From a 1952 Gazette edition:
Since Thursday, when the Coast Guard building, three stories high, came towing into Menemsha Creek on a scow after crosssing Vineyard Sound from Cuttyhunk, people have exclaimed: “How unusual!”
But here on the Vineyard the moving of buildings by water is an old story. Not too many men are now living who have engaged in such undertakings, but there are many familiar with the history of similar movings who can point out houses and other structures that floated alongshore to their present destinations.
It would seem as if no place of similar area and population ever moved houses as frequently or as far as on the Vineyard. One reason was that, at least from the beginning of the settlement by whites, the Vineyard possessed no soft-wood lumber. Examination of the oldest houses will show the great majority were timbered with oak and a very few with hard pine, all of which were native growth. But the boarding, of white pine, and the paneling of cedar were shipped from the nearby mainland and were expensive. Not only because they had to be freighted, but because in that early day such boarding was laboriously sawed by hand at a saw-pit with much time required. The extremely wide boards found in the older houses are there not because larger trees were available in those days but because the sawyers saved one or more cuts by leaving them wide.
As for the reason why houses were moved by water, it was because roads were few and they were narrow, rocky, deep-rutted and crooked. They climbed hills, crossed swamps and brooks, and altogether were not at all adapted to the moving of heavy loads on wheels or rollers. Contractors and builders of two to three generations ago rafted lumber through Vineyard Sound to the nearest point to building sites in the up-Island towns which were far removed from harbors. And they boated it ashore from anchored vessels which stood in under the land at convenient points.
Housemovers had available for their use heavy timbers and from early days had casks and hogsheads, all of which could be employed in floating a house and keeping it upright. Once launched, they worked the tides, allowing the floating mass to drift, guiding it inshore or off by means of rowboats to avoid deep water on one hand or rocks and shoals on the other. But the actual landing was simple: the method of “spotting” a floating mass of whatever weight imaginable, has been practiced through the centuries by Vinyarders. It required plenty of line and an anchor or two, plus some judgment that was almost instinct.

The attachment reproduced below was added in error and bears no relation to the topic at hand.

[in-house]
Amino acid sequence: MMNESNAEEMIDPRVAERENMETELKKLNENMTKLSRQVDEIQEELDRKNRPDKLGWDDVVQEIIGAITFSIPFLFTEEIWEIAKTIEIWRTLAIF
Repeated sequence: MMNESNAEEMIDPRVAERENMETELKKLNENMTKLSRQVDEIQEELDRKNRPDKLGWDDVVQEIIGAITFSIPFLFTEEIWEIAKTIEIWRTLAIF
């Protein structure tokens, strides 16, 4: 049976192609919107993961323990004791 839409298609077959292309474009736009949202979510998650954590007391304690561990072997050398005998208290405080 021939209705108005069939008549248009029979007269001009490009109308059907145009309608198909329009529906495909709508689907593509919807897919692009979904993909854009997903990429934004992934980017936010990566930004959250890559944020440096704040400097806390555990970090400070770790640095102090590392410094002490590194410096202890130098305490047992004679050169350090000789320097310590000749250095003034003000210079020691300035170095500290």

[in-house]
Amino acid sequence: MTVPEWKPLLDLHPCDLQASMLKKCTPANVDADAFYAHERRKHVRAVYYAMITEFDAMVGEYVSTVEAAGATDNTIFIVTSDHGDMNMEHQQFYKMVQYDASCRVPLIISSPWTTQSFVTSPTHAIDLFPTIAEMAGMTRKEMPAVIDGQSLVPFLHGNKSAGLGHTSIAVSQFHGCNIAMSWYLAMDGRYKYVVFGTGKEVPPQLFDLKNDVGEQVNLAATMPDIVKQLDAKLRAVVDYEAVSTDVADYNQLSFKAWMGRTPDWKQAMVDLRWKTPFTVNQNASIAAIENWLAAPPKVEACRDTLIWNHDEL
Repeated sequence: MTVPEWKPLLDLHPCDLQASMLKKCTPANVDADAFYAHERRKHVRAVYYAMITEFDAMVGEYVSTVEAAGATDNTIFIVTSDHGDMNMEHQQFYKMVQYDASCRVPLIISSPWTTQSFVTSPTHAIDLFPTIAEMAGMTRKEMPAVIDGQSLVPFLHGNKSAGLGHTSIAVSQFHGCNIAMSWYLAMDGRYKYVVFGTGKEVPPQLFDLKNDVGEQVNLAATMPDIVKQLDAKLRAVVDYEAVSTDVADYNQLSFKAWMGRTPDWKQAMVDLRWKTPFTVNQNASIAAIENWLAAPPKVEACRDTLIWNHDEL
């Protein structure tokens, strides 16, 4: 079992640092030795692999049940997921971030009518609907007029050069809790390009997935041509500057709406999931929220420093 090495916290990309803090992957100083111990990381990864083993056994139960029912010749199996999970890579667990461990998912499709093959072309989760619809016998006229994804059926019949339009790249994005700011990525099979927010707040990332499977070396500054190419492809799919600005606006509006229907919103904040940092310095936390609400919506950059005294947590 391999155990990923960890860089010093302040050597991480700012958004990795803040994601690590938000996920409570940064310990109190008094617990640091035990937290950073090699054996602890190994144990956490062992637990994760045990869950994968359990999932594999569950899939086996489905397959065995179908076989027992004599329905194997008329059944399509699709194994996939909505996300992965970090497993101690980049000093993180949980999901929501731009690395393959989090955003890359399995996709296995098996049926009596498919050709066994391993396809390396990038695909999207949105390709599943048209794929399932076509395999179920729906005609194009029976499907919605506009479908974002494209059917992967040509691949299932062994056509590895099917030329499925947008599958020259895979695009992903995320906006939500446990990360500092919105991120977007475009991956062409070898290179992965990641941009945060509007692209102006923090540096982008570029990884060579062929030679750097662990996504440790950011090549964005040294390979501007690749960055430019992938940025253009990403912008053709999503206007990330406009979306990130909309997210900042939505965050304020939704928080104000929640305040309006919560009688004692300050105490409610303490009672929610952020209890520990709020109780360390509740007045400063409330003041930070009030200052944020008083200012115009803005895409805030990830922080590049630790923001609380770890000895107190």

Such movings, where houses were concerned, were neighborhood affairs. Whether or not wages were paid the numerous workmen no one actually knows, but it is doubtful. No one could foresee when he might be obliged to call upon his neighbors for some equally demanding service. When the town of Gay Head literally picked up its entire village and moved it more than a mile to the new government-constructed highway, the people probably helped each other with their own efforts and their ox-teams, and having completed the job of moving their own and their neighbors’ dwellings, called it square.
The builders who rafted, operated differently with a smaller crew. There is no tradition of serious trouble occurring when a neighborhood moving took place. The worst incident known refers to a house, still occupied, which slipped on the rollers as it neared its destination. Rather than straighten the mass, the director of the job decided to remove the house from the timbers and rollers as it stood and to locate it right there. This he did, and it may be seen today that the house stands “catty-cornered” to the street, which was a cartpath when the house arrived.
But accident, and on at least one occasion, tragedy, attended rafting, when the sea broke up the raft. The possibility of the sea rising made the older Island inhabitants look soberly on the recent rafting job and they looked even more soberly when they saw the height and beam of the building and the scow which carried it. There was little difference, and instinctively some of them opined that “a beam-sea would have listed her badly, or worse.” And thus it may be seen that there is considerable Vineyard tradition as well as a smattering of history, regarding the moving of buildings by water.
Compiled by Cynthia Meisner